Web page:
Buryatia. Idel-Ural. Komi. Sakha. Tyva. The names sound exotic to western ears. But these are not fictional Ruritanias. They are real places which may yet, their champions say, become real countries. Next month supporters of around 41 bits of what is currently the Russian Federation will meet in London. Their organisation, the Free Nations of Post-Russia Forum, was founded in response to the war in Ukraine. Some of their ranks are fighting there as foreign volunteers against Putin’s forces. Defeat for the Kremlin is inevitable, they believe, followed by Russia’s disintegration. That spells freedom for their long-forgotten homelands. They want outside help in economic stabilisation, safeguarding Russia’s vast nuclear arsenal, and building democratic institutions.
The rhetoric is anti-imperialist. The Russian authorities for centuries treated their peoples the way other countries treat their overseas colonies: looting natural resources, crushing dissent and imposing ruthless Russification. In the kaleidoscope of survivors, some have Turkic roots, such as the Tatars, Bashkirs and Chuvash. Others — Mari, Komi and Karelians — are ethnic cousins of the Finns and Estonians. There are the Buddhist Kalmyks and Buryats, plus Cossacks (descended from Russian warrior tribes), the Circassians of the Caucasus, Siberians and dozens of others.
The faultlines are not only ethnic and linguistic. Paul Goble, who as a US government official in the 1980s was a lone voice predicting the Soviet collapse of 1991, now thinks that a far messier, 1918-style disintegration is more likely. “Regionalism is going to be the nationalism of the next Russian revolution,” he told a post-Russia meeting in Washington DC, earlier this year. Other Russia-watchers think economic interests and territorial divisions could be a potent combination in some far-flung regions, as central power wanes.
The failed mutiny by Wagner mercenaries in June has highlighted the fragility of Putin’s grip on power. But the vaulting ambition of the “free nations” is not yet matched by reality. I spoke at a meeting at the European Parliament in Brussels. Official western support, or indeed serious interest from almost any quarter, was conspicuously absent. I could see why. Flags, maps, faded photographs and long speeches were in plentiful supply. Money, strategy, leadership and clout were not.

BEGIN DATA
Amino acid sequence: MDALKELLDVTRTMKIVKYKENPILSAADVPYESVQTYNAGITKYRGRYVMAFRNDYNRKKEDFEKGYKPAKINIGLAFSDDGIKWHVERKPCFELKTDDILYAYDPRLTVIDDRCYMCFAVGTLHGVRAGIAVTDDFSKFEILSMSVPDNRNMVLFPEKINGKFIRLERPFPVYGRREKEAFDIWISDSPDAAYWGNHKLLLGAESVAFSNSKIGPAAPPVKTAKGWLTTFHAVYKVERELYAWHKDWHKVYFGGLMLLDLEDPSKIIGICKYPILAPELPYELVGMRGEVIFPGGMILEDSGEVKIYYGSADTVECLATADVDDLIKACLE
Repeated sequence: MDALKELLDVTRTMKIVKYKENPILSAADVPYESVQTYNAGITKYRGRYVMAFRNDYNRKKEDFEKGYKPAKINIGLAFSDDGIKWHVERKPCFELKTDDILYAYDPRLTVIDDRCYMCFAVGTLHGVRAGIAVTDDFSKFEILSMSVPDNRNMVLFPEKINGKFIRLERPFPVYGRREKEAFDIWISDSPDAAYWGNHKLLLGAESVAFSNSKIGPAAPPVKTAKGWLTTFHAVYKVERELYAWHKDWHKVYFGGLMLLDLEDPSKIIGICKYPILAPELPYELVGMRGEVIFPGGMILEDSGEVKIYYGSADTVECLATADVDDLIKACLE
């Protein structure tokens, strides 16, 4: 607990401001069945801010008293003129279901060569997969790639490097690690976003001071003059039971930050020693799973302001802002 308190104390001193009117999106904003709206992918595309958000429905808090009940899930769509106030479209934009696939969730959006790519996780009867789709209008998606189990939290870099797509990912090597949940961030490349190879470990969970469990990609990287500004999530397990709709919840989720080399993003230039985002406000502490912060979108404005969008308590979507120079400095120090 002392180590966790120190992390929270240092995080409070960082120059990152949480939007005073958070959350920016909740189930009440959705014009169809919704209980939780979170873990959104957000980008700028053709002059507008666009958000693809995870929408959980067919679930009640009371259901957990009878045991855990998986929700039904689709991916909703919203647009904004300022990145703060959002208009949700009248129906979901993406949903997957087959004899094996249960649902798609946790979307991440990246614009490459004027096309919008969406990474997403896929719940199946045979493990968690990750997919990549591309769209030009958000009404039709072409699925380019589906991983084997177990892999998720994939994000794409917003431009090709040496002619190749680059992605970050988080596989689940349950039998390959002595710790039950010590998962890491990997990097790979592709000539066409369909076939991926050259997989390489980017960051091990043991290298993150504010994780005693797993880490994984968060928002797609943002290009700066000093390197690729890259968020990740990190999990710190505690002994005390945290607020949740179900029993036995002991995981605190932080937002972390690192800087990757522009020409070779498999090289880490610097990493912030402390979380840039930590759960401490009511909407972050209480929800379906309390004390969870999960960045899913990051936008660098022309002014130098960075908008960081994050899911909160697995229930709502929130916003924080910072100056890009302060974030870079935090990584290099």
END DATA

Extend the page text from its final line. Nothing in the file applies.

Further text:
I was reminded of Cold War exiles, squabbling and seemingly pointless, in the 1980s. Yet these governments-in-exile and diplomats without countries had the last laugh as communism collapsed. Their western connections and historical legitimacy became prized.
Inside Russia, the forum is officially proscribed as an “undesirable organisation”. Its members operate underground or not at all. Yet the spectre of separatism haunts the Kremlin. Propagandists lambast the exiles. Putin’s security chief, Nikolai Patrushev, claims (without evidence) to have uncovered ten western-backed plots in Karelia, a region neighbouring Finland. The allergic reaction has deep roots. Russian nationalists believe western plots destroyed the Soviet Union and that our mischief is continuing.
Outside countries, notably Poland, did back such interwar efforts. But these days western governments steer clear. One reason is ignorance. We have pitifully few diplomats or experts who know the languages, cultures and history of Russia’s regions. Even countries with deep knowledge, such as Estonia, worry about giving the kiss of death to those they help. Quite innocuous efforts prompt repression (a small-circulation book of fairytales for the tiny Pomor minority, paid for by the Norwegian government, was treated as high treason).
Determined outsiders would have little to work with. The leaders of the old Soviet republics were political heavyweights, buoyed by five years of liberalisation under Mikhail Gorbachev. Regional elites in Russia now are stuffed with nonentities. Ethnic Russians are a majority almost everywhere, non-Russian languages marginalised. Although the war has largely spared Moscow and St Petersburg, casualties and economic woes have hit the provinces disproportionately hard. Yet so far that has stoked, not corroded, patriotic sentiment. The most cohesive non-Russian entity is Chechnya, which fought two wars for independence. But it is now in fervent alliance with the Kremlin and run, under strict Sharia law, by a particularly nasty warlord, Ramzan Kadyrov.
But the biggest reason for hesitation is that, to many outside eyes, a collapse is neither likely nor desirable. Some bits of the evil empire leapt to freedom in 1991 but others became dictatorships. Inside Russia it heralded a decade remembered for chaos and misery. Few want to risk a repeat. A leading expert in regional politics, Alexander Kynev, says the post-Russia movement is a counterproductive distraction. “The collapse of large countries almost inevitably gives rise to wars, territorial disputes and ethnic cleansing. Internal borders are usually as controversial as external ones. There is nothing good in getting 20 smaller dictatorships fighting each other,” he wrote recently. The priority, he argues, is not to “destroy the state and create chaos” but to rebuild institutions hollowed out by Putin.
For those under Moscow’s yoke, along with Ukrainians, Georgians and others, only disintegration can exorcise the demon of Russian imperialism. They would rather take their chances with a fragmented, disorderly Russia than face some future Putin. Western governments shudder at the prospect of that: a “time of troubles”, or smuta in Russian. They prefer stability to a smorgasbord of new countries. But that may not be on the menu.